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Building a feminist resource mobilization strategy.

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Presentation on theme: "Building a feminist resource mobilization strategy."— Presentation transcript:

1 Building a feminist resource mobilization strategy

2 Purpose of this session
Share some guiding principles and helpful tips related to considering and implementing a resource mobilization strategy for the movement Better understand what are some of the major shifts related to funding in this area and why Peer learning to improve our resource mobilization efforts

3 What is a strategy? A plan, that has a mission, guiding principles, a set of short and long term objectives and a plan of action So what is a feminist resource mobilization strategy? In our view, a strategy that addresses financial sustainability for our organizations and our movements, where processes of resource mobilization are political acts and built upon feminist values

4 7 points to consider in your strategy
Analyzing the landscape for resource mobilization: where’s the money? Planning for revenue growth and income diversification Building long term assets or reserves Leveraging resources for and with allies How to engage and communicate with donors Planning and evaluation Building organizational capacities

5 1. Analyzing the landscape: where’s the money?
Be aware of many different sources of revenue, from different funding sectors to individual donations, membership fees and income generation Be clear on who you WON’T take money from and why, i.e. spending conditionalities, unethical businesses, etc Consult existing data on funding landscapes, such as AWID’s research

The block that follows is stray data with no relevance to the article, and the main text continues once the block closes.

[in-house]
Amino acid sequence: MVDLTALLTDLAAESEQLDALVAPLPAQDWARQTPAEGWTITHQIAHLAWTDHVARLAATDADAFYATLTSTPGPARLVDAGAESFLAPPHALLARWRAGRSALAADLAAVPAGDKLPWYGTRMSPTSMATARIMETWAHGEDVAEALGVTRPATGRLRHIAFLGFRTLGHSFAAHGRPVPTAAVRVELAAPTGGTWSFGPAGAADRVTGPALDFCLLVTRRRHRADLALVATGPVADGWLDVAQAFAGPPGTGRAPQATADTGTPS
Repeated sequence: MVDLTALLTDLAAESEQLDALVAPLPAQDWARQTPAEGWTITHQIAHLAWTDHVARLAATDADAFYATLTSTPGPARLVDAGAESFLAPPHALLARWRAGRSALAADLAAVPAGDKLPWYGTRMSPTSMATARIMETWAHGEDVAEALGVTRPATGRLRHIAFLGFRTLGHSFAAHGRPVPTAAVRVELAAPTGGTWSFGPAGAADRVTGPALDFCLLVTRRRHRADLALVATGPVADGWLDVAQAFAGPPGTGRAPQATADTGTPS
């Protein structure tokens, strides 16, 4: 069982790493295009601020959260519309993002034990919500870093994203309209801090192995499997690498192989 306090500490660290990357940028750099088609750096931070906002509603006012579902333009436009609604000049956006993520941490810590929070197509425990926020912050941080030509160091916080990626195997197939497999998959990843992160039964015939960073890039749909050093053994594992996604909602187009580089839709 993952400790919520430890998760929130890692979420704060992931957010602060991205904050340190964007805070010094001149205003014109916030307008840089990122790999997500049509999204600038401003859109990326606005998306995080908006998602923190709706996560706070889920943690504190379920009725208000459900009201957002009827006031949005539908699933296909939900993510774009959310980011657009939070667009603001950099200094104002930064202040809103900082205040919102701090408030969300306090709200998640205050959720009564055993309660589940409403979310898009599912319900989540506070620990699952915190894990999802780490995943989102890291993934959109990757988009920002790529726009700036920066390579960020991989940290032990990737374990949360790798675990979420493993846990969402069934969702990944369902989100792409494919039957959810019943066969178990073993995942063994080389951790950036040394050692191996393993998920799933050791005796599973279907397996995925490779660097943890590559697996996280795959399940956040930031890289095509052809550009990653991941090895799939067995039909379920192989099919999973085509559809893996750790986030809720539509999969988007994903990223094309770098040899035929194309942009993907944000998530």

6 Internet searches: look at funders listed on websites of like-minded organizations, women’s funds, or google searches of foundations, trusts, bilaterals, etc. Ask your peers where their income comes from, who their contacts are, how they have had success. In the same way, share that information with others Ask your existing donors of other funding sources Be creative; Look beyond women’s rights portfolios, such as community development, human rights, civil society, economic justice, etc

7 2. Planning for revenue growth and income diversification
Consider growth projections for the next three years based on growth opportunities and organizational goals, e.g. your organizational revenue and expense budgets grows by 20% per year Don’t be fearful of asking for larger amounts. The more we ask for the more we get: think big and long term Remember: there is money out there: It is a matter of getting it, of convincing others that without women’s rights there can be no social justice, no development

8 Diversify! Seek the optimum balance of many sources of revenue to ensure your independence while taking into consideration the administrative burden of different reporting and spending requirements and income stream management Autonomy from donor-driven agendas and conditionality is possible if income comes in through many channels

9 3. Building long-term assets and reserves
Long terms sustainability of our organizations and our movements require us to consider investing in real estate, land, endowments Short term sustainability is strengthened by saving unrestricted income (e.g. membership fees, individual donations) for a reserve fund, ideally three months of basic operational expenses

10 Cash flow management includes investing cash income to earn higher interest while keeping the money relatively accessible If you are able to buy investments, apply ethical guidelines and check compliance with (global) social responsibility standards

11 4. Leveraging resources for and with allies
The more we work from a mentality of scarcity, the more we compete, therefore the more fragmented the movement Think beyond the financial sustainability of your organization, think about the sustainability of the movement How we talk about resource mobilization to each other, share key information and strategies is central to how we strengthen women’s movements

12 More often, we need to consider ways of working together, flowing funds to our allies, and other ways that democratize access to funding Consider building into our budgets program components that will support movement building activities, partnerships, alliance building

13 5. Donor engagement & fundraising